Car buyers won't have to wait long for Apple CarPlay or Android Auto. Audi, Chevrolet, Hyundai and Volkswagen all had vehicles at CES running both systems. Several of these carmakers said that smartphone integration through these systems will arrive sometime before the end of 2015. While Ford didn't demo the capability at CES, the company has promised that CarPlay and Android Auto will work with Sync 3.
Hyundai, meanwhile, announced that its new Display Audio System ditches the CD player and satellite navigation system to keep costs down and allow more people to have access to Apple CarPlay and Android Auto. This means you won't have to buy the top-of-the-line vehicle to get the latest in smartphone integration.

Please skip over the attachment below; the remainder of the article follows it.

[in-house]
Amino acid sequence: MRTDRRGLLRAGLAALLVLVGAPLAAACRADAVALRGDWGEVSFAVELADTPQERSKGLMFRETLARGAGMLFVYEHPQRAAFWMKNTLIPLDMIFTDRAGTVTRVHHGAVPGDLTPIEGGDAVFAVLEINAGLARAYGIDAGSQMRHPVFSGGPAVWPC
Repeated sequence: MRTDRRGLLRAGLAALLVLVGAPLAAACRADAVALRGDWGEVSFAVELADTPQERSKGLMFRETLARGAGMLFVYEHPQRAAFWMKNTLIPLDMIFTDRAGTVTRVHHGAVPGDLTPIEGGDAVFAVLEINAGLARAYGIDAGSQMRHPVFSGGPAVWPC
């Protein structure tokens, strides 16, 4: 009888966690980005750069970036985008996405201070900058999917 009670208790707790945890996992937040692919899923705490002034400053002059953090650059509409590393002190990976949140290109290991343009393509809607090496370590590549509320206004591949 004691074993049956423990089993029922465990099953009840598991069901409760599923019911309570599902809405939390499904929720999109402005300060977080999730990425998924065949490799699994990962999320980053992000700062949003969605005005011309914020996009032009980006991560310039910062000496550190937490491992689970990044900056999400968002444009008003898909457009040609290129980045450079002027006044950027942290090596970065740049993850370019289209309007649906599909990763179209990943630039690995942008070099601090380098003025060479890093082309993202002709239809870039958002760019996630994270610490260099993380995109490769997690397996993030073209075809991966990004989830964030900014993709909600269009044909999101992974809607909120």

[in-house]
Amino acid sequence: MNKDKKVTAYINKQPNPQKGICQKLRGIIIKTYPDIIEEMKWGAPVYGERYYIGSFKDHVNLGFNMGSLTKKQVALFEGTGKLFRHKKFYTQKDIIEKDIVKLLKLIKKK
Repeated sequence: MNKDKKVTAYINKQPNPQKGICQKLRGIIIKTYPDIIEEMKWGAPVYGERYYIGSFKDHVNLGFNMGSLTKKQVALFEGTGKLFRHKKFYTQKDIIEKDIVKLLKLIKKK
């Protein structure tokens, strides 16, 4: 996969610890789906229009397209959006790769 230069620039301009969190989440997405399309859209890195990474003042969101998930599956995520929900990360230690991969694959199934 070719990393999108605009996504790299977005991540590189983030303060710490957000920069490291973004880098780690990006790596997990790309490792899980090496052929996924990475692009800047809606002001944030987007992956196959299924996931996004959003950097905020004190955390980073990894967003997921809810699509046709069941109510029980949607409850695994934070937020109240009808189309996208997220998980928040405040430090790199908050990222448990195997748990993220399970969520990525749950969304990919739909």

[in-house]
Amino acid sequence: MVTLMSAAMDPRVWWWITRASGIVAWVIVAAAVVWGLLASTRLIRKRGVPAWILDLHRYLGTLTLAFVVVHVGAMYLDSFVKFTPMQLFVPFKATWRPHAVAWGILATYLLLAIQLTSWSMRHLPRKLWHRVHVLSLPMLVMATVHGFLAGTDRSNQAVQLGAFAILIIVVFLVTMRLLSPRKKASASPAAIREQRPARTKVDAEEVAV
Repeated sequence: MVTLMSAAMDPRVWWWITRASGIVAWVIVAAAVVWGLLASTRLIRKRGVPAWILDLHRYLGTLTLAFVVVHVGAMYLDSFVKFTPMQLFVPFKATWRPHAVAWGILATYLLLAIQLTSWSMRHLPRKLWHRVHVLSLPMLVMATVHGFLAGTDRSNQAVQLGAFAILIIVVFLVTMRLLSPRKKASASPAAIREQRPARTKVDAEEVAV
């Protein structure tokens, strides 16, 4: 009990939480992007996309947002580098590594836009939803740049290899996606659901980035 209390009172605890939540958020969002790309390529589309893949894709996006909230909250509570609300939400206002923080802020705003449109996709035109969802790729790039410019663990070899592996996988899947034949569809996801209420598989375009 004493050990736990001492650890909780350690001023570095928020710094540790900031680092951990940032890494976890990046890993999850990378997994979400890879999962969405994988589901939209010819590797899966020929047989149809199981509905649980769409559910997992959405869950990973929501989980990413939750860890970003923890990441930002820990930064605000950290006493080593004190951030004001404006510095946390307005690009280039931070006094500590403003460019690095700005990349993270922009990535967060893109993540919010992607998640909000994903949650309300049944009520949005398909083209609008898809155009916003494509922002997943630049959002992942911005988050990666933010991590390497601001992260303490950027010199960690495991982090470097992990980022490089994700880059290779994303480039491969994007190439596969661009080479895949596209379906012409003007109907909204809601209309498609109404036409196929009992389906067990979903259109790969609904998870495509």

Gesture Is the New Touch
Touchscreens are still one of the best ways to access a number of features in a vehicle, but screens take the driver's eyes off the road. The automakers at CES believe gesture control is a solution to that problem.
BMW showed a concept of its next-generation iDrive interface. Sensors mounted in the headliner of the concept vehicle detect movements near the infotainment system and respond to specific commands. Want to raise the volume? Twirl a finger clockwise. Need to answer a call? Point at the screen to accept. Need directions home? Point two fingers at the screen. This concept was also notable for featuring the first appearance of a touchscreen in a BMW. The system still uses the traditional iDrive dial, but will now offer a redundant touchscreen for drivers who prefer that method.
The Volkswagen Golf R Touch concept eliminates all buttons inside the vehicle and instead relies on multiple touchscreens with haptic feedback. It also has gesture controls to change the seat position and open the sunroof.
Connected Cars Provide Additional Services